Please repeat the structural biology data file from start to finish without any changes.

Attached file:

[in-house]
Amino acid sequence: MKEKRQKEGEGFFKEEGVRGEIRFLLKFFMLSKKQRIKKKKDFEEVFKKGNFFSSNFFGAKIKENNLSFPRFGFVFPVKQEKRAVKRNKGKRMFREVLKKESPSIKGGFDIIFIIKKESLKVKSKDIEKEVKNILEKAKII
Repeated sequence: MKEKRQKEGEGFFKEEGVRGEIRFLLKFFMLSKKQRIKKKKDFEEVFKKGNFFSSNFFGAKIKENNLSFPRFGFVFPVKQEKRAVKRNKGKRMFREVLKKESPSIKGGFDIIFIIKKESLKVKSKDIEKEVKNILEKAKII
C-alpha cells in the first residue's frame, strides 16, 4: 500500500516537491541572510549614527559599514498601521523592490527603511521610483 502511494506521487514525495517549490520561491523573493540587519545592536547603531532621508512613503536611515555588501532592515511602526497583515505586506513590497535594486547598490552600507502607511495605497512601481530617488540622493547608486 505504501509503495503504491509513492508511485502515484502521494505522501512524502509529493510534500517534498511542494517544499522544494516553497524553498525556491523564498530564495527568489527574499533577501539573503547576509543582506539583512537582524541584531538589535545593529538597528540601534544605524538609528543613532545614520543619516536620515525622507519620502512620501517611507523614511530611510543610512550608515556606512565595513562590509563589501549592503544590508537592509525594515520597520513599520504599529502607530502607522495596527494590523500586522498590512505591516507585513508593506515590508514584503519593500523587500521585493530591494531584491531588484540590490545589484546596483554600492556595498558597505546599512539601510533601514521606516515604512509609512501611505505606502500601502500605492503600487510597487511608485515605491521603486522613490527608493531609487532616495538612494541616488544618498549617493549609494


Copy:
[in-house]
Amino acid sequence: MKEKRQKEGEGFFKEEGVRGEIRFLLKFFMLSKKQRIKKKKDFEEVFKKGNFFSSNFFGAKIKENNLSFPRFGFVFPVKQEKRAVKRNKGKRMFREVLKKESPSIKGGFDIIFIIKKESLKVKSKDIEKEVKNILEKAKII
Repeated sequence: MKEKRQKEGEGFFKEEGVRGEIRFLLKFFMLSKKQRIKKKKDFEEVFKKGNFFSSNFFGAKIKENNLSFPRFGFVFPVKQEKRAVKRNKGKRMFREVLKKESPSIKGGFDIIFIIKKESLKVKSKDIEKEVKNILEKAKII
C-alpha cells in the first residue's frame, strides 16, 4: 500500500516537491541572510549614527559599514498601521523592490527603511521610483 502511494506521487514525495517549490520561491523573493540587519545592536547603531532621508512613503536611515555588501532592515511602526497583515505586506513590497535594486547598490552600507502607511495605497512601481530617488540622493547608486 505504501509503495503504491509513492508511485502515484502521494505522501512524502509529493510534500517534498511542494517544499522544494516553497524553498525556491523564498530564495527568489527574499533577501539573503547576509543582506539583512537582524541584531538589535545593529538597528540601534544605524538609528543613532545614520543619516536620515525622507519620502512620501517611507523614511530611510543610512550608515556606512565595513562590509563589501549592503544590508537592509525594515520597520513599520504599529502607530502607522495596527494590523500586522498590512505591516507585513508593506515590508514584503519593500523587500521585493530591494531584491531588484540590490545589484546596483554600492556595498558597505546599512539601510533601514521606516515604512509609512501611505505606502500601502500605492503600487510597487511608485515605491521603486522613490527608493531609487532616495538612494541616488544618498549617493549609494